Although fiction treats themes of psychological importance, it has been excluded from psychology because it is seen as flawed empirical method. But fiction is not empirical truth. It is simulation that runs on minds of readers just as computer simulations run on computers. In any simulation coherence truths have priority over correspondences. Moreover, in the simulations of fiction, personal truths can be explored that allow readers to experience emotions — their own emotions — and understand aspects of them that are obscure, in relation to contexts in which the emotions arise.
F iction means “something made,” even “something made-up.” As compared to
“things found,” such as the data of science, people are suspicious of it. This suspicion leaks into common usage: “fiction” has come to mean “falsehood.”
The work from which has sprung much literary criticism, and some psychology of reading and writing, is Aristotle’s Poetics (circa 330 BCE). In it poetry, like fiction, meant “something made,” covering all literary works, including drama. In what follows, I use the term “fiction,” rather than “poetry,” but with the same inclusive sense. The Poetics was of a genre that has remained somewhat rare: it combined literary criticism and psychology, indeed it assumed an easy relationship between the two. In modern times psychology has become empirical science, as our textbooks remind us. As such, then, it seems to offer no serious role for fictional literature — for material that is just made up. The point scarcely seems to need arguing.
And yet . . . separation of literature from psychology has been a loss to both. My proposal is (a) that consideration of literature within psychology allows the inclusion of psychological content, not just process with which so much psychological theorizing is concerned, and (b) that fiction is not defective empirical description, but a species of simulation; just as computer simulation has augmented theories of language, perception, problem-solving, and connectionist learning, so fiction as simulation illuminates the problematics of human action and emotions.
I offer this as a new psychological theory although linking it to old sources. As a move in bringing psychology closer to literary criticism, the argument is not in the form of inference from empirical data, but of inference from literary quotation.
Fiction is about the content of what people do, and think, and feel. As Bruner
(1986) has argued, narrative is that mode of thinking in which human agents with goals, conceive plans that meet vicissitudes. Not all narrative is fiction. Aristotle made the distinction: history is about the particular, about what has happened. By contrast poetry (fiction) is about the universal, about what can happen.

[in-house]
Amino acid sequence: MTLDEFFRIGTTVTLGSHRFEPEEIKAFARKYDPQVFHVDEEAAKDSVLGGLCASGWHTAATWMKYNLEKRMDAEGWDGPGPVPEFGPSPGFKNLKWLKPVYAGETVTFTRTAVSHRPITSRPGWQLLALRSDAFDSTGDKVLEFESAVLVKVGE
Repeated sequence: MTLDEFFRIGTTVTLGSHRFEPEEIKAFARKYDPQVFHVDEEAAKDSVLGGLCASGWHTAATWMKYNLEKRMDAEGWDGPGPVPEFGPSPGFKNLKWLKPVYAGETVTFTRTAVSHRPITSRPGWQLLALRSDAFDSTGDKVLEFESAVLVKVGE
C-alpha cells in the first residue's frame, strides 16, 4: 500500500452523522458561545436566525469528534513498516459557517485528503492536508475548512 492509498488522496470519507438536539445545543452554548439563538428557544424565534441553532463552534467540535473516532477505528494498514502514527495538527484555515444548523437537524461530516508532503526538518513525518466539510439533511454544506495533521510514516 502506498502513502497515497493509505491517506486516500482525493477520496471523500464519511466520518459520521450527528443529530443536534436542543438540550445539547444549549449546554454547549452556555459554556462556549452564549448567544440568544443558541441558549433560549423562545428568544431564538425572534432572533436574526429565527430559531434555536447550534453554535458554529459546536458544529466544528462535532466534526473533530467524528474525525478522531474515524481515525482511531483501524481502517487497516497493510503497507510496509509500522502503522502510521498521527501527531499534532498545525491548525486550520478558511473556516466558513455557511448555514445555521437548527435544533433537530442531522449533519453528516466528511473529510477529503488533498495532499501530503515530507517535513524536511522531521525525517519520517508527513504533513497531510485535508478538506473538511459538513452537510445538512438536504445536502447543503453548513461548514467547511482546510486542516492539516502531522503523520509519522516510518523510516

So we can add to Bruner’s proposal: fictional narrative is that mode of thought in which the planful agent, on meeting vicissitudes, experiences emotions. Typical fictional narrative is based on the following schema (Rumelhart, 1975): Agent with goals and a plan that typically involve other agents—>vicissitude—>emotion, which maps onto Aristotle’s proposal that a story has a beginning, a middle, and an end.
As to the content of human goals, plans, and vicissitudes, it was a discovery by
Aeschylus and Sophocles that human action, no longer directed by gods, often produces effects that cannot be foreseen. When gods direct they, of course, have perfect mental models and unlimited agency. They are, in other words, omniscient and omnipotent. But when we humans act, our mental models are usually imperfect and invariably incomplete. Our agency is limited by the constraints of our embodiment. So — necessarily — we start with aspirations (goals) and from them contrive actions (plans). Our actions generate consequences we can not foresee
(vicissitudes). As authors of these actions we experience consequences, and must take responsibility for them, suffering changed personal and interpersonal states
(emotions) that occur.
Aristotle’s example of the perfect tragedy was Sophocles’s King Oedipus. Oedipus had come as a prince from Corinth, and saved Thebes by solving the riddle of the deadly Sphinx that menaced the city. He was received by the Thebans with joy, became their king and married Jocasta, widow of Laius the former king. At the start of the play, the city is again in affliction. Jocasta’s brother says it is caused by the pollution of harboring the killer of Laius. Oedipus forms the goal of again saving the city. He will find the murderer, and starts a plan to do so. The play is full of metaphors of seeing and blindness, of gods knowing and foretelling the future, of humans rejecting these oracles and longing to shape their own fate, thinking they know but being ignorant.
What Oedipus does not know is that he had been adopted by the King of Corinth, and that he himself killed Laius in a skirmish on his journey to Thebes. As searcher and suspect, he gradually uncovers the secrets of his own birth, of his having been put out to die, pinioned by his ankles on a hillside, by a shepherd - servant of Laius, to escape the oracle that Laius’s son would kill his father and marry his mother. As the narrative of his own guilt is pieced together, as finally the shepherd is summoned, and tells that he was unable to condemn the infant Oedipus to death, the full discovery occurs. Oedipus in frenzy, calls for a sword, and goes to find
Jocasta “Where is that wife, no wife of mine.” As the revelations began to be pieced together, when she heard the shepherd was to be questioned, she recognized the